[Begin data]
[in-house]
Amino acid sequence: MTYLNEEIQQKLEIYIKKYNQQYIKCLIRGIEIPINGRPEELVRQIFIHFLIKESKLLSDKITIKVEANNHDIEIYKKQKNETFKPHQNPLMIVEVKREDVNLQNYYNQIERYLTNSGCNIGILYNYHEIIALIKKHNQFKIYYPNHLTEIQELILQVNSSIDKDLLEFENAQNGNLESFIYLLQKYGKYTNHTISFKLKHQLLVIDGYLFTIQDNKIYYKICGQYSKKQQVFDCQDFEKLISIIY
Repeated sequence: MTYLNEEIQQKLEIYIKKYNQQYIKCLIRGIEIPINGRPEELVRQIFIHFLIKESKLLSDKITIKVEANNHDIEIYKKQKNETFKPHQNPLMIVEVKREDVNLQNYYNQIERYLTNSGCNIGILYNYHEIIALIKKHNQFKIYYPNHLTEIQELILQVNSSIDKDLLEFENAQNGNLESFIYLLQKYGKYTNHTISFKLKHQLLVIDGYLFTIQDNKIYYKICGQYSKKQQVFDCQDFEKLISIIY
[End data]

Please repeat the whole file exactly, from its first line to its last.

[in-house]
Amino acid sequence: MTYLNEEIQQKLEIYIKKYNQQYIKCLIRGIEIPINGRPEELVRQIFIHFLIKESKLLSDKITIKVEANNHDIEIYKKQKNETFKPHQNPLMIVEVKREDVNLQNYYNQIERYLTNSGCNIGILYNYHEIIALIKKHNQFKIYYPNHLTEIQELILQVNSSIDKDLLEFENAQNGNLESFIYLLQKYGKYTNHTISFKLKHQLLVIDGYLFTIQDNKIYYKICGQYSKKQQVFDCQDFEKLISIIY
Repeated sequence: MTYLNEEIQQKLEIYIKKYNQQYIKCLIRGIEIPINGRPEELVRQIFIHFLIKESKLLSDKITIKVEANNHDIEIYKKQKNETFKPHQNPLMIVEVKREDVNLQNYYNQIERYLTNSGCNIGILYNYHEIIALIKKHNQFKIYYPNHLTEIQELILQVNSSIDKDLLEFENAQNGNLESFIYLLQKYGKYTNHTISFKLKHQLLVIDGYLFTIQDNKIYYKICGQYSKKQQVFDCQDFEKLISIIY